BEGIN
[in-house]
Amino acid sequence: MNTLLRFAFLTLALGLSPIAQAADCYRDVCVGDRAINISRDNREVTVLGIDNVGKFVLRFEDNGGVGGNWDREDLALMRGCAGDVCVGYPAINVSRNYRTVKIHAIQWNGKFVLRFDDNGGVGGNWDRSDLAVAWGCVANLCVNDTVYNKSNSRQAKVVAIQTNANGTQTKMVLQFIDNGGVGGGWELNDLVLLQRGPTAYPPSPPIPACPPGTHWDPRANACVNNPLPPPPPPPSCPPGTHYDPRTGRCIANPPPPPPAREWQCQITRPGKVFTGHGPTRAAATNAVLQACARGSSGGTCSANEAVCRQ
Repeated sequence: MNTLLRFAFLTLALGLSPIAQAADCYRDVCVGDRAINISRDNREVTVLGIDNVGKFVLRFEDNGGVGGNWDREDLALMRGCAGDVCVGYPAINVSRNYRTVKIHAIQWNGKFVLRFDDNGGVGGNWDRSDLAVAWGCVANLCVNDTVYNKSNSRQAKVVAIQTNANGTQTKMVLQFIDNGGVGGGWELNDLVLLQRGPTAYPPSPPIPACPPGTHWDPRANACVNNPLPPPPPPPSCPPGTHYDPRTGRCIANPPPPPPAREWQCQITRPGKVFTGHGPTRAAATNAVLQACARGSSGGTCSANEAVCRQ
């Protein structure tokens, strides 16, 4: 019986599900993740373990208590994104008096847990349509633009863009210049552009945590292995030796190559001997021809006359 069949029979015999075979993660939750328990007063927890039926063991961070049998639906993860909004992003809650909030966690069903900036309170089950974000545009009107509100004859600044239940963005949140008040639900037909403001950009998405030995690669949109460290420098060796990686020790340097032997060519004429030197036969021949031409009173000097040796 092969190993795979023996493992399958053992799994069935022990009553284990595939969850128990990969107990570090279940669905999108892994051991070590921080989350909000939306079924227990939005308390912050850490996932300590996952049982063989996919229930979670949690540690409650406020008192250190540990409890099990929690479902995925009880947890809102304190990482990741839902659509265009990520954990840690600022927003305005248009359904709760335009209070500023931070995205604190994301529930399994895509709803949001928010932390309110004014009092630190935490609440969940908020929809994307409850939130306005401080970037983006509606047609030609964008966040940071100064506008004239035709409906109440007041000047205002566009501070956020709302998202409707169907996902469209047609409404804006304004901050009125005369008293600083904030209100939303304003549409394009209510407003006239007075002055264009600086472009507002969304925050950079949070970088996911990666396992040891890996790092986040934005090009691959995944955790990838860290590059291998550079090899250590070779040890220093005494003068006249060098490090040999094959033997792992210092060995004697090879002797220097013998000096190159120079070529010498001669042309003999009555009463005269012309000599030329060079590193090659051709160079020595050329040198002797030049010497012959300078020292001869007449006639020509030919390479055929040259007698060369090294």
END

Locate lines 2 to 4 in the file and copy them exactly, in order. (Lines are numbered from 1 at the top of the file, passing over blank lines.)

Amino acid sequence: MNTLLRFAFLTLALGLSPIAQAADCYRDVCVGDRAINISRDNREVTVLGIDNVGKFVLRFEDNGGVGGNWDREDLALMRGCAGDVCVGYPAINVSRNYRTVKIHAIQWNGKFVLRFDDNGGVGGNWDRSDLAVAWGCVANLCVNDTVYNKSNSRQAKVVAIQTNANGTQTKMVLQFIDNGGVGGGWELNDLVLLQRGPTAYPPSPPIPACPPGTHWDPRANACVNNPLPPPPPPPSCPPGTHYDPRTGRCIANPPPPPPAREWQCQITRPGKVFTGHGPTRAAATNAVLQACARGSSGGTCSANEAVCRQ
Repeated sequence: MNTLLRFAFLTLALGLSPIAQAADCYRDVCVGDRAINISRDNREVTVLGIDNVGKFVLRFEDNGGVGGNWDREDLALMRGCAGDVCVGYPAINVSRNYRTVKIHAIQWNGKFVLRFDDNGGVGGNWDRSDLAVAWGCVANLCVNDTVYNKSNSRQAKVVAIQTNANGTQTKMVLQFIDNGGVGGGWELNDLVLLQRGPTAYPPSPPIPACPPGTHWDPRANACVNNPLPPPPPPPSCPPGTHYDPRTGRCIANPPPPPPAREWQCQITRPGKVFTGHGPTRAAATNAVLQACARGSSGGTCSANEAVCRQ
């Protein structure tokens, strides 16, 4: 019986599900993740373990208590994104008096847990349509633009863009210049552009945590292995030796190559001997021809006359 069949029979015999075979993660939750328990007063927890039926063991961070049998639906993860909004992003809650909030966690069903900036309170089950974000545009009107509100004859600044239940963005949140008040639900037909403001950009998405030995690669949109460290420098060796990686020790340097032997060519004429030197036969021949031409009173000097040796 092969190993795979023996493992399958053992799994069935022990009553284990595939969850128990990969107990570090279940669905999108892994051991070590921080989350909000939306079924227990939005308390912050850490996932300590996952049982063989996919229930979670949690540690409650406020008192250190540990409890099990929690479902995925009880947890809102304190990482990741839902659509265009990520954990840690600022927003305005248009359904709760335009209070500023931070995205604190994301529930399994895509709803949001928010932390309110004014009092630190935490609440969940908020929809994307409850939130306005401080970037983006509606047609030609964008966040940071100064506008004239035709409906109440007041000047205002566009501070956020709302998202409707169907996902469209047609409404804006304004901050009125005369008293600083904030209100939303304003549409394009209510407003006239007075002055264009600086472009507002969304925050950079949070970088996911990666396992040891890996790092986040934005090009691959995944955790990838860290590059291998550079090899250590070779040890220093005494003068006249060098490090040999094959033997792992210092060995004697090879002797220097013998000096190159120079070529010498001669042309003999009555009463005269012309000599030329060079590193090659051709160079020595050329040198002797030049010497012959300078020292001869007449006639020509030919390479055929040259007698060369090294």